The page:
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HomeLocal newsPWDs From Marginalized Groups Fight For Leadership Space

PWDs From Marginalized Groups Fight For Leadership Space

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Despite the challenges that marginalized indigenous communities of Baringo County face, they have built resilience over the years by creating advocacy to enable them to take up leadership opportunities in order to spearhead change in the community.

Christine Kandie, Executive Director of Endorois Indigenous Women Empowerment Network (EIWEN) a local community-based organization in Baringo County that was founded in 2019 has braved all odds despite having a disability to champion the rights of girls, women, and persons with disabilities (PWDs) through training to enhance leadership skills.

Since its inception, Eiwen has trained over 150 persons with disabilities (PWDs) on leadership skills development despite enormous setbacks such as poverty, drought, social and cultural stigma, mobility, and security challenges.

Recently, the CBO launched a rapid assessment survey report at Mogotio Sub-County that saw representatives of PWDs aspirants/candidates during the 2022 general elections from Baringo, Nakuru, and Narok counties share their experiences, lessons, and recommendations that formed the gist of the report.

The report captured the views of persons who took part as candidates or sought party nominations for member of county assembly (MCA) seats during the August 2022 elections in Baringo, Nakuru, and Narok counties.

“Together with Minority Rights International (MRG), we are implementing a project titled ‘Monitoring the extent of inclusion of PWDs from marginalized ethnic minorities into Kenya’s leadership space. Our mission is to improve the quality of life of indigenous women, girls, and PWDs through economic, social, and political empowerment,” Kandie said.

Kandie noted that as per the 2019 Kenya Population and Housing Census persons with disability make up about two percent of Kenya’s population and their unique needs and unique reasons for improving public services, especially in social sectors was paramount hence the need to mentor residents from minority communities to take up leadership roles in all sectors to improve living standards.

One PWD aspirant, Dominic Kipngetich, who vied in the 2017 and 2022 general elections for MCA seat in Koibatek ward in Eldama Ravine Sub-County noted with concern that as a PWD the major challenge experienced was a lack of funds to run a successful campaign yet elections is a very expensive affair right from nomination to the elections.

“The notion that someone will automatically nominate PWD waters down our ambitions since we are convinced to step down and wait for nomination slots which are very limited and corrupt leaders reward their relatives. Another challenge I experienced is that most facilities lack PWD-friendly buildings whereby meeting venues, polling stations, and registration centers are located. The buildings lack ramps and proper sanitation facilities, hence making it difficult for us to access the premises,” Kibet added.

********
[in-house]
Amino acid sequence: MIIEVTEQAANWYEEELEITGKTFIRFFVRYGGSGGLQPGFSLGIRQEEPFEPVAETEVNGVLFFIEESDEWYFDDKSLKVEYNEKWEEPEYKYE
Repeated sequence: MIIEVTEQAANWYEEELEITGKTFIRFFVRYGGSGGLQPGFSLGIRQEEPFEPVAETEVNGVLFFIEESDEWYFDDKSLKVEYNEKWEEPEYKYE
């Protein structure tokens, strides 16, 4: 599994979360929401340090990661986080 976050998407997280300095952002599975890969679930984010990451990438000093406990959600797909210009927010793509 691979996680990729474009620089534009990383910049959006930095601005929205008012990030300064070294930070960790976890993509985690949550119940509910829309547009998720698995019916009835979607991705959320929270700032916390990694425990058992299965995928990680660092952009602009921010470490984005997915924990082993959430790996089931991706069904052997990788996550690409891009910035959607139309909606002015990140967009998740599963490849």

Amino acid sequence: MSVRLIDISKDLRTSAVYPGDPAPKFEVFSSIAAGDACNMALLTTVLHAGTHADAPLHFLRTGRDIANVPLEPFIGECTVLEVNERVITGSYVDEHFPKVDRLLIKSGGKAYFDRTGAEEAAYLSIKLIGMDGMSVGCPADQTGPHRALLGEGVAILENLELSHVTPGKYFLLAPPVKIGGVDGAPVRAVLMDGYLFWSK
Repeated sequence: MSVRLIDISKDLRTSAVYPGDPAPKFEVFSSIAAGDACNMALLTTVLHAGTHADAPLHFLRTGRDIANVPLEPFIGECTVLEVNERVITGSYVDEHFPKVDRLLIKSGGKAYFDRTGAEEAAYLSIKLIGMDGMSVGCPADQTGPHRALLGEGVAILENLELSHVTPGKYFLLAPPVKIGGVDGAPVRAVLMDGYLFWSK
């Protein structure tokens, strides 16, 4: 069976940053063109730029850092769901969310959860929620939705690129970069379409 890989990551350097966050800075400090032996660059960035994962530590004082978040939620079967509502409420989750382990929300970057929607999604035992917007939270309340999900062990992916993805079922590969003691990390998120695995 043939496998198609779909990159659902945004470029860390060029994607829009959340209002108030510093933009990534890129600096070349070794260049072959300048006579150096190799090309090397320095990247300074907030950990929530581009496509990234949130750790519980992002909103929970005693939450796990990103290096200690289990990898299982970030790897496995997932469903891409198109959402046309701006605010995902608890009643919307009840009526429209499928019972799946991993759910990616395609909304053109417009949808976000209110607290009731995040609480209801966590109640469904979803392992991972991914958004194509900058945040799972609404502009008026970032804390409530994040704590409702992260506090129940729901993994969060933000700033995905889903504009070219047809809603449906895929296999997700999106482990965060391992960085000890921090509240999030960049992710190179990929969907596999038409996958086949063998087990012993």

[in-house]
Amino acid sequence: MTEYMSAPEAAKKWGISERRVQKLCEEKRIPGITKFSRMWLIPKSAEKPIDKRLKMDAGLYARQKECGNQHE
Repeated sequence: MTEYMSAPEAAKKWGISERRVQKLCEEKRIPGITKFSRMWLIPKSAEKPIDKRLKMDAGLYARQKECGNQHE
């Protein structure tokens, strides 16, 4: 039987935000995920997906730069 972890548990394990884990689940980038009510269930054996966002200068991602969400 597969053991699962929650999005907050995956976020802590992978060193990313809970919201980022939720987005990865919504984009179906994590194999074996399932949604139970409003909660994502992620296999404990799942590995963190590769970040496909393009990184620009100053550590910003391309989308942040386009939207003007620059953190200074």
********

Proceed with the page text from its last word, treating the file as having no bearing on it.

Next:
Damaris Karuri, a PWD and an MCA aspirant from Roda ward in Nakuru County said lack of funds, information gap, social and cultural stigma coupled with mobility and security issues were the major challenges she experienced during the electioneering period.

“As a woman, lack of funds to produce posters, tight deadlines by the Independent Elections and boundaries commission (IEBC), and voter bribery and propaganda were some of the major challenges that I experienced during the elections,” Karuri said.

The Key survey findings showed that participation of PWDs in the electoral process is low as it showed that in the 2022 general elections in Baringo County, only 10 PWDs aspired for MCA seats and nomination slots and all of them lost except one while there were no aspirants for a member of national assembly, senate and governor positions in the county.

Owing to the survey, there are many opportunities for PWDs as IEBC conducted open electoral processes, community advocacy, and mentorship programs are slowly changing community perceptions in favor of PWDS, and increased civil society focus as many PWDs candidates are being trained and supported by the civil society organizations.

According to the survey, the country has made some gains toward enhancing PWD inclusion and participation in elections through sustained civic and political education.

Political parties on their part should support the inclusivity of PWDs by waiving nomination fees and keeping them engaged throughout the electoral process while parliament ought to review existing electoral laws in the constitution of Kenya 2010 to further promote representation of PWDs in the elective bodies based on the lessons learned so far.

STORY BY CAROLYNE CHERONO KENYA NEWS AGENCY (KNA)

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